Wheaton College Chapel Service
Steve Ivester, Assistant Director of the Student Activities Office introduces Rich:
"For the past three months, I've had the exciting opportunity of being closely acquainted with Rich Mullins. Mostly this has been in the context of producing his recently written musical, 'Canticle of the Plains,' which is a story based on the life of St. Francis of Assisi. This musical is being premiered next Friday evening during part of his concert, and that's here in Edman Chapel.
I liken my opportunity to get to know Rich almost as an opportunity to glimpse through a pinhole toward the extraordinary land of Oz. There's so much color there, yet there's only a small scope of time in which you can gather it and ask about the vividness you're peeking at. And just as an encounter in Oz leaves you-or the visitor-changed forever, a session with Rich leaves you with a fresh focus. You almost find yourself repeating, not "there's no place like home," but "there's nothing like holiness." In my interactions with Rich, I've found that he is funny and serious; he's quick to point out his own humanity, and he's surprised when you spot something lofty in him. Undoubtedly Rich Mullins is infectiously awe-filled about the God he loves, laughs, writes, and sings about. Please welcome to our chapel program Rich Mullins."
[Sing Your Praise to the Lord]
Rich Mullins: (takes sip of water) "Thank you. Everyone always says you shouldn't drink milkshakes before you sing... and I didn't... I just think morning is worse for you than milkshakes, so if you have your options, I would rather be hoarse because of a milkshake than because of morning, if you want to know the whole truth about it."
[Here in America]
Rich: "Well, I have a couple of announcements I need to make. First of all, the Men's Glee Club is going to be playing here Saturday night-singing here-and uh, I have a ticket, so there must be some seats left cause they surely wouldn't have given me one if there weren't. Also, there's gonna be a Chocolate Fest at Traber (audience yells and applauds) at 8:00. But they forgot to tell me what day (someone from audience yells, "tonight"). Oh, tonight... this very night, yes. So, my understanding is this is as close to a kegger as you can have at Wheaton (audience laughs), so uh, eat up. (Rich laughs.)
So it's really-this Internet thing is really upsetting to me because uh, people write in stuff that I say in concerts, and, you know, I don't have a computer. In fact I barely have a phone. I can't get a credit card, you know, because you have to have touch tone, and where I live, we just got touch tone-always before, it was that pulse dial thing. Which takes longer to dial, but that's OK because where I live there's not a whole lot to do anyway. So you-it's kind of fun to punch a bunch of nines and just see if you can count as they pulse by (audience laughs).
Anyway, so-you know, people, I think, used to think that I was real spontaneous and stuff because I-I come off as if I don't really know what I'm talking about. Which is-I do that to disarm the heathen, you know. They don't get all defensive if they think that you're just a bumbling idiot. And uh, which is part of my charm (grins). But then you know, these people write in the Internet and say what I said and then the people at the next concert say, wait a minute-you know-he just said that a week ago. So, you know, I had a panic attack actually and uh, decided, oh wow, I've got to come up with, you know, several different things to say because if I don't, everyone will know I'm not really as spontaneous as I appear to be. But, then I realized that that's why pastors are so boring is because we hear them every week, and they're always trying to come up with new material. And, I think everybody only really has one sermon in them, if you want to know the whole truth. Everybody only has one song in them-all songwriters. That's the thing that cracks me up when people say, well, all his stuff sounds alike. Well... yes... duh! Try to listen to a couple hours of Mozart. Which I've never gotten is, why is it that a few people in Austria a couple hundred years ago got to decide what was gonna be classic? And what is classic rock? And what is alternative music? I don't get that either. Like how can it be alternative. You know, the minute it's accepted, it's not alternative anymore. And rock can't be classic. These are all things that disgust and disturb me.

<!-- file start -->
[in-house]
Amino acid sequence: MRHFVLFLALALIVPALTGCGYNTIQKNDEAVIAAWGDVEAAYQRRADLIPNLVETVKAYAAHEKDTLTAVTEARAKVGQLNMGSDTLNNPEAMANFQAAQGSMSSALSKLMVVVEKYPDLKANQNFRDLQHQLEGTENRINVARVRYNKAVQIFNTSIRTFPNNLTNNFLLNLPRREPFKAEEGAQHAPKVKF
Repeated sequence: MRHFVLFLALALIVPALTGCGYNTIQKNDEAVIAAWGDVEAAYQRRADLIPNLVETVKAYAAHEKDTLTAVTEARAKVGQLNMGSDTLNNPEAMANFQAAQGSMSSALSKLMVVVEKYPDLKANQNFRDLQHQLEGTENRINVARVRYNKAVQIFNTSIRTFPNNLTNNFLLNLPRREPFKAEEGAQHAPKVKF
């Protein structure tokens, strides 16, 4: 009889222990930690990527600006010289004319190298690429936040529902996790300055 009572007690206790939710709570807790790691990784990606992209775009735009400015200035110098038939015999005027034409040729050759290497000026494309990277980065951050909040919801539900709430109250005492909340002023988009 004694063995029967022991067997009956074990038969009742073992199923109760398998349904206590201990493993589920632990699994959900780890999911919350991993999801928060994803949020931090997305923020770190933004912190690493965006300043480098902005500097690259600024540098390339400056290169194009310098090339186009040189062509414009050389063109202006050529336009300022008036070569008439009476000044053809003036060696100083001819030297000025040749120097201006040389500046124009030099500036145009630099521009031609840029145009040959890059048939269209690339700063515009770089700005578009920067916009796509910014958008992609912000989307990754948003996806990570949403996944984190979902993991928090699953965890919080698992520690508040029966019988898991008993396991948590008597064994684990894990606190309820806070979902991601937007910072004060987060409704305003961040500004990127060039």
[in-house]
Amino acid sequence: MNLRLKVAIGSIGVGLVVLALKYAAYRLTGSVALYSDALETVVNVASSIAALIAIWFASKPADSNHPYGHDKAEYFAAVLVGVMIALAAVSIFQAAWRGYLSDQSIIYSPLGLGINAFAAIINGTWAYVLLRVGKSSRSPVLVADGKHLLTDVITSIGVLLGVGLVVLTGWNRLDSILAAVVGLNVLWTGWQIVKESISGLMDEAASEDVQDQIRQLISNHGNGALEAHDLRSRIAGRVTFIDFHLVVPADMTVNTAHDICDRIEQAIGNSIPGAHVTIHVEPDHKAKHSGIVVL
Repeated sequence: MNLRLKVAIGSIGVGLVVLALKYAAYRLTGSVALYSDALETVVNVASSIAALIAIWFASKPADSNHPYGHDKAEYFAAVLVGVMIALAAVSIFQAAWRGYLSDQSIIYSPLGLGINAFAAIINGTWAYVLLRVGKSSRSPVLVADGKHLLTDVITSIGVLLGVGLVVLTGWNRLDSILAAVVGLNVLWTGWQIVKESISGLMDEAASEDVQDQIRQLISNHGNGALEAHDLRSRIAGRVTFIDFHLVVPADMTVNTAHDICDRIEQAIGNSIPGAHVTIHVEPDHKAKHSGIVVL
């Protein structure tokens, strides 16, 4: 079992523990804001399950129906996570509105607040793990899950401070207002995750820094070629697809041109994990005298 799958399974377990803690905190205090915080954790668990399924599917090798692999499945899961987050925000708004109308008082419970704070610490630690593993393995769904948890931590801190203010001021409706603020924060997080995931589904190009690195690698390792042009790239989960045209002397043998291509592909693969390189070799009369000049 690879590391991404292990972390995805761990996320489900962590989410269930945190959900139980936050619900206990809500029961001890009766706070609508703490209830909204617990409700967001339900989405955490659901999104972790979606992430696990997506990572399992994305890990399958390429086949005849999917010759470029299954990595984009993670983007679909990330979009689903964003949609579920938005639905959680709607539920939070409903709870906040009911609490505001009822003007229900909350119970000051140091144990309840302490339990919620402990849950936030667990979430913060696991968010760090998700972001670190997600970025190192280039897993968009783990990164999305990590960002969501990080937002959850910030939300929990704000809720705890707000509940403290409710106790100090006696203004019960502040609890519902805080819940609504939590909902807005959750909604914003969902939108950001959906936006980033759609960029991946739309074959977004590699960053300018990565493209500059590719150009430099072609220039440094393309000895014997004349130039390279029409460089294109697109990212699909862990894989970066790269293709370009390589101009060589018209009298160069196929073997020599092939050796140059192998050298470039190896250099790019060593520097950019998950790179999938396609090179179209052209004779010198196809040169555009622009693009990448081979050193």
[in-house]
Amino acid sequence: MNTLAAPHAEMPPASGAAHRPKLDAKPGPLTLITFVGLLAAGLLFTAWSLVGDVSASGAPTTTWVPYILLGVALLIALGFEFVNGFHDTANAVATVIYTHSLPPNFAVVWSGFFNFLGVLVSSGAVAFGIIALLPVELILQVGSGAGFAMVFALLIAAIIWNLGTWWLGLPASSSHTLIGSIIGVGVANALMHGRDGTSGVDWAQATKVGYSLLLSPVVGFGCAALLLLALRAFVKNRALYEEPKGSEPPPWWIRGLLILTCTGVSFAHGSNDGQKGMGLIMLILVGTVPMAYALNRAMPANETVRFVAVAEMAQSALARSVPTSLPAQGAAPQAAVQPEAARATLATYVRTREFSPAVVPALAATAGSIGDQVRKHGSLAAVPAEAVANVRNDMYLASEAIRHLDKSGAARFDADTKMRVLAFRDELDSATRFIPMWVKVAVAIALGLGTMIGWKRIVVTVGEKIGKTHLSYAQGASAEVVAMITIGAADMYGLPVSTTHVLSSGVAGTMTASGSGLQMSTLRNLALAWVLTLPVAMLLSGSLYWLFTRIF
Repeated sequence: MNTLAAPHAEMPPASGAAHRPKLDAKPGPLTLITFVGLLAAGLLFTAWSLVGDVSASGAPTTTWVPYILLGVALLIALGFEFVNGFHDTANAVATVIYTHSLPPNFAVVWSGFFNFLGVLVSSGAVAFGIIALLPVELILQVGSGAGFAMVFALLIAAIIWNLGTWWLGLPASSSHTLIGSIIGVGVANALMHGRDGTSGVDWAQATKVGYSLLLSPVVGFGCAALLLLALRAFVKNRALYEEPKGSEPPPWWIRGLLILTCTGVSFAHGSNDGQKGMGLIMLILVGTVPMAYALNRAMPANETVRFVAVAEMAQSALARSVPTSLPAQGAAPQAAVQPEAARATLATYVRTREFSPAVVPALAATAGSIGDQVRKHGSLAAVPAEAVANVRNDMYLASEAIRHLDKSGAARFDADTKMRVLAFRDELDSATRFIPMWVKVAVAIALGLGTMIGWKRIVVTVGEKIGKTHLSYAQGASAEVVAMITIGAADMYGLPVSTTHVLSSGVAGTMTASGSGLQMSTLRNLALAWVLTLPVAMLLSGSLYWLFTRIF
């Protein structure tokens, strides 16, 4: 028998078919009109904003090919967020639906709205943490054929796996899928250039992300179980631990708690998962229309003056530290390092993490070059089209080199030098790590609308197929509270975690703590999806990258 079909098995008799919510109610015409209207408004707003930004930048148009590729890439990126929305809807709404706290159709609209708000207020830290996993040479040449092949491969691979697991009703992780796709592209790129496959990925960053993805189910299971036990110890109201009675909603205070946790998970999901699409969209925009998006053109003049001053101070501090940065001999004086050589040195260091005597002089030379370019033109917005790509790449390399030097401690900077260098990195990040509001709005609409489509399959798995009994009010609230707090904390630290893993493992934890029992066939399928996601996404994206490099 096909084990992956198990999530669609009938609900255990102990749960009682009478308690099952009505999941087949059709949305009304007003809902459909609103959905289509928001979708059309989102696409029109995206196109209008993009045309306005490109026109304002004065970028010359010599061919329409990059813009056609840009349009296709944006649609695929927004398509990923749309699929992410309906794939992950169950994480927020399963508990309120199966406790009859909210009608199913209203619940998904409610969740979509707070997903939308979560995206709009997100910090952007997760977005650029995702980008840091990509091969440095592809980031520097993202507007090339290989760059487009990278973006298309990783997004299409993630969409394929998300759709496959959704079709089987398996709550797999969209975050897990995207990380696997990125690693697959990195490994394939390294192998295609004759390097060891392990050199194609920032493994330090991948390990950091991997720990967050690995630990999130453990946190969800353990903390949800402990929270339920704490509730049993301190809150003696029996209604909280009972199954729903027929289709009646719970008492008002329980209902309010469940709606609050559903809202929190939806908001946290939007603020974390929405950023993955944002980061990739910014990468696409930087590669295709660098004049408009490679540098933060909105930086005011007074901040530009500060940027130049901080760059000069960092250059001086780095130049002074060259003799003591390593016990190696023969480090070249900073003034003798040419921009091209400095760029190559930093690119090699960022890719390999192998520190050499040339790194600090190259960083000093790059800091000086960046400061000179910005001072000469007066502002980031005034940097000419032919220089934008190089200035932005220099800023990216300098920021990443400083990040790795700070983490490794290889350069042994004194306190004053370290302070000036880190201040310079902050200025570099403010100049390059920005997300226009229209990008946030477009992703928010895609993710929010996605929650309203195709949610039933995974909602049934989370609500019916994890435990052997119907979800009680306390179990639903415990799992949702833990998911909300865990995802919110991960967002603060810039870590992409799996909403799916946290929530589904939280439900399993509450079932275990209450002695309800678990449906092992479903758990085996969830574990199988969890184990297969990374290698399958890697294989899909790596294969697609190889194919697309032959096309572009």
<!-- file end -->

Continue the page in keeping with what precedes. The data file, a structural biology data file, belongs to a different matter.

So yeah, but you know, I'm at an academic place so I need to speak highly of serious stuff. Although I have trouble with serious stuff, I have to admit, because I just think life's too short to get too heavy about everything. And I think there are easier ways to lose money than by farming. And I think there are easier ways to become boring than by becoming academic. And I think, you know, the thing everybody really wants to know anyway is not what the theory of relativity is, but I think what we all really want to know anyways, is whether we're loved or not. And that's why I like the Scriptures, because you get the feeling from reading them that we might be. And, if we were able to really know that, we wouldn't worry about the rest of the stuff. The rest of it would be more fun, I think. Cause right now we take it a little-so seriously, cause I think of our basic insecurity about whether we're loved or not. And uh, you know I think you should study because your folks have probably sunk a lot of money into this. And uh, it would be ungrateful not to. But your life doesn't depend on it... that's what I loved about being a student in my 40's as opposed to in my 20's, is I had the great knowledge that you could live for you know, at least half a century and not know a thing, and get along pretty well. So all that to set up this song, which is really not one of my favorites, but that's why you work that hard at setting it up (audience laughs).